Twitter’s short links explained

Designed by @noobspace

Twitter experienced technical issues on Thursday as their link forwarding server,, suffered an outage. This caused links posted on Twitter or sent via direct messages to display error pages rather than directing users to the intended content.

The error page lightheartedly read,

“I scream. You scream. We all scream… for us to fix this page. We’ll stop making jokes and get things up and running soon.”

But what is and why does Twitter use it?

What is domain used for? is Twitter’s link-shortening service that was launched in 2010 by Twitter. It is a domain owned by Twitter that is used to wrap all links posted on the platform. When you post a link on Twitter, the original link gets converted to a shortened link that redirects to the original URL when clicked.

For example, if you posted a link to ““, it would get converted to “” on Twitter. The link resolves to the original URL.

Why does Twitter use domain for links?

Twitter uses domain as part of a link shortening service

When you open on your browser, the domain shows a message that reads,

“Twitter uses the domain as part of a service to protect users from harmful activity, to provide value for the developer ecosystem, and as a quality signal for surfacing relevant, interesting Tweets.”

We’ve explained this in detail below:

1. Security and protection

One of the main reasons Twitter uses is to provide greater security and protection for users. By wrapping links with the domain, Twitter is able to scan links posted by users to ensure they are safe and not malicious. This allows them to prevent spam, phishing attempts, malware, and other threats before a user clicks on them.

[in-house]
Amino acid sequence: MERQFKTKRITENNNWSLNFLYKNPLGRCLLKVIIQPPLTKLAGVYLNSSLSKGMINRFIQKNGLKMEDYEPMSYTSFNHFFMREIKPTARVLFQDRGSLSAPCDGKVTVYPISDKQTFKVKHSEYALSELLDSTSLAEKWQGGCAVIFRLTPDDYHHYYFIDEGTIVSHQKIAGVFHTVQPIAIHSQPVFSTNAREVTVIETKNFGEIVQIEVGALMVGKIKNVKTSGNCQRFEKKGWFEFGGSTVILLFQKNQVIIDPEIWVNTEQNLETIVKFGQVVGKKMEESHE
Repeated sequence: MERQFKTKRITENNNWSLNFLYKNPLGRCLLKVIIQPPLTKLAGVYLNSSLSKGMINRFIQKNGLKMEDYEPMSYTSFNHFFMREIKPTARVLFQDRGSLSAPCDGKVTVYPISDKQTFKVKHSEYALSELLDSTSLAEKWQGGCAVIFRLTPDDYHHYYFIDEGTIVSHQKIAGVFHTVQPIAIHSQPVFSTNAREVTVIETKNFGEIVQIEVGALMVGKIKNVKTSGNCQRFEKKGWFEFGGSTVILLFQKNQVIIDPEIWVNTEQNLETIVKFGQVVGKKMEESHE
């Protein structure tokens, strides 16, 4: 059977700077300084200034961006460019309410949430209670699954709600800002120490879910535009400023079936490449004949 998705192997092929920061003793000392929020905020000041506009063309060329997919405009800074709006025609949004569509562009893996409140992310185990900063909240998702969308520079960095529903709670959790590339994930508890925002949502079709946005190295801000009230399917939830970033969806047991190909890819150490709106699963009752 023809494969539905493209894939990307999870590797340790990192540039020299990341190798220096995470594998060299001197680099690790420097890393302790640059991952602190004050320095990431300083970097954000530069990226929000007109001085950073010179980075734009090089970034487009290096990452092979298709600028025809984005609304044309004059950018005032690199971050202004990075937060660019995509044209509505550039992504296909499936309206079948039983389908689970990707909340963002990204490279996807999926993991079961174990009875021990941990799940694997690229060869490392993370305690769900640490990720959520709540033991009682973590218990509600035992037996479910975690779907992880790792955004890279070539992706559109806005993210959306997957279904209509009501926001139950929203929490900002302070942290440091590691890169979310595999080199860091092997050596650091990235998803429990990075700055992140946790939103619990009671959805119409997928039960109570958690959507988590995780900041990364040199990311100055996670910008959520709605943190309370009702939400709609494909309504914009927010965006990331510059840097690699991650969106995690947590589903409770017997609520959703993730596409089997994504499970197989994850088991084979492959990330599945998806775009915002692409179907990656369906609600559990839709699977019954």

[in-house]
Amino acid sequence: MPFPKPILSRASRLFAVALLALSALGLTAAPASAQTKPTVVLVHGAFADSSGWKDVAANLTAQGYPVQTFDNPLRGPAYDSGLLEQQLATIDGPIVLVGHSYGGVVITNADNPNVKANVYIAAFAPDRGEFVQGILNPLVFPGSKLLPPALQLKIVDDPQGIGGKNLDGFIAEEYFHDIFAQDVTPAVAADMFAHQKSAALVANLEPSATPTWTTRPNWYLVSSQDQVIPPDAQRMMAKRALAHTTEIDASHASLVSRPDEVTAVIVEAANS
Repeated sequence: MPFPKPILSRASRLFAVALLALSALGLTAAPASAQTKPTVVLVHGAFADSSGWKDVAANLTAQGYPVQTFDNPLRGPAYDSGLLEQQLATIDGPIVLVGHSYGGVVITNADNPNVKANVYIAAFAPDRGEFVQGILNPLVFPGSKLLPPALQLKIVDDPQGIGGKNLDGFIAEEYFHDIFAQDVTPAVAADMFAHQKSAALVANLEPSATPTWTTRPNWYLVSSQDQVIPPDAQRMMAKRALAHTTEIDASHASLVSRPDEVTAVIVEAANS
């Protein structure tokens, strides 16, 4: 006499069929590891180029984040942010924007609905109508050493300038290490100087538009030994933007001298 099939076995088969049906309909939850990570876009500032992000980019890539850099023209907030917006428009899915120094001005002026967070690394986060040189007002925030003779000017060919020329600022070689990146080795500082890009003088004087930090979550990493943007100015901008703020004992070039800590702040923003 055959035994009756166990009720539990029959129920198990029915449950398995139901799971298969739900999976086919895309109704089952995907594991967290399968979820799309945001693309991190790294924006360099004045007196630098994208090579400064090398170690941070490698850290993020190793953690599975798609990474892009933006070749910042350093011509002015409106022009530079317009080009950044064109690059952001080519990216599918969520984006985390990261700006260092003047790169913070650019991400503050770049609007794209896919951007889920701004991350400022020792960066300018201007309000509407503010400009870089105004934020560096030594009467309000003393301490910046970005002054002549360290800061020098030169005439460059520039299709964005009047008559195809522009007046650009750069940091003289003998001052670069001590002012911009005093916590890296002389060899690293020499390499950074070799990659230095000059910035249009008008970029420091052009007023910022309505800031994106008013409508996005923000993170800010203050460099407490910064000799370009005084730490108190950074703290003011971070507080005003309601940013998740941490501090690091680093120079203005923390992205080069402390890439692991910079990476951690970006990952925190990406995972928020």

If a posted link is later determined to be dangerous or violate Twitter’s rules, they can also revoke the link to disable access. This adds an extra layer of security.

2. Valuable analytics for Twitter and partners

Wrapping links via allows Twitter to track clicks and analyze engagement data on links across their platform. This supports and informs the analytics they provide to business partners. Link metrics also help Twitter optimize their content algorithms to surface more relevant Tweets.

It also enables better attribution by allowing sites to see when traffic is coming from Twitter clicks specifically. The links indicate the traffic source.

3. Developer platform

Twitter’s developer rules require that all third-party Twitter applications use the links for any links they show. This creates consistency across the Twitter ecosystem and ensures all applications built on the platform provide the same protections and analytics capabilities Twitter does.

4. Signals for relevance

Finally, Twitter leverages link wrapping as a quality signal for their algorithm that determines what content to show users. If a particular link drives a high number of clicks, it may indicate that content is more interesting or relevant to show to others as well.

Recently, the short link domain was down, resulting in user frustrations as shared on X. That’s when I decided to write about what is and what are its benefits.

So in summary, links provide security, analytics, ecosystem rules enforcement, and relevance signals – all of which aim to create a better user experience on Twitter.

Elon Musk has changed Twitter’s name to X and replaced the blue bird logo with an X.

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